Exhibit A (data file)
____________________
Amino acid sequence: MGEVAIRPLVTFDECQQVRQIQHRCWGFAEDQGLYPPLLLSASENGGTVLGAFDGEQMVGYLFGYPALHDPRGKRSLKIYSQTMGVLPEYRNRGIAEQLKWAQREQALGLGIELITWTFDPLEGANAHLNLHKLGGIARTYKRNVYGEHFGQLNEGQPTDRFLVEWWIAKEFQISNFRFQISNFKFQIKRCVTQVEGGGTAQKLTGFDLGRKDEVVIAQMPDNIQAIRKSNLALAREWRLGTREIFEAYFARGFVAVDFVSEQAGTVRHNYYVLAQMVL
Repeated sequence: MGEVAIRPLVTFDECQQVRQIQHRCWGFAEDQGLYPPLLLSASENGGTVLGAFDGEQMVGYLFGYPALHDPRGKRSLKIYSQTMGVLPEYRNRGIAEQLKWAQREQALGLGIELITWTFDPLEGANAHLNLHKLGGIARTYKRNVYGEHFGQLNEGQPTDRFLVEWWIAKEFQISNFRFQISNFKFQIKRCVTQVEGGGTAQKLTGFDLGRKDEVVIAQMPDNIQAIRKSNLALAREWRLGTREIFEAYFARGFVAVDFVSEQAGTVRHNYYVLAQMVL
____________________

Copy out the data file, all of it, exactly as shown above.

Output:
Amino acid sequence: MGEVAIRPLVTFDECQQVRQIQHRCWGFAEDQGLYPPLLLSASENGGTVLGAFDGEQMVGYLFGYPALHDPRGKRSLKIYSQTMGVLPEYRNRGIAEQLKWAQREQALGLGIELITWTFDPLEGANAHLNLHKLGGIARTYKRNVYGEHFGQLNEGQPTDRFLVEWWIAKEFQISNFRFQISNFKFQIKRCVTQVEGGGTAQKLTGFDLGRKDEVVIAQMPDNIQAIRKSNLALAREWRLGTREIFEAYFARGFVAVDFVSEQAGTVRHNYYVLAQMVL
Repeated sequence: MGEVAIRPLVTFDECQQVRQIQHRCWGFAEDQGLYPPLLLSASENGGTVLGAFDGEQMVGYLFGYPALHDPRGKRSLKIYSQTMGVLPEYRNRGIAEQLKWAQREQALGLGIELITWTFDPLEGANAHLNLHKLGGIARTYKRNVYGEHFGQLNEGQPTDRFLVEWWIAKEFQISNFRFQISNFKFQIKRCVTQVEGGGTAQKLTGFDLGRKDEVVIAQMPDNIQAIRKSNLALAREWRLGTREIFEAYFARGFVAVDFVSEQAGTVRHNYYVLAQMVL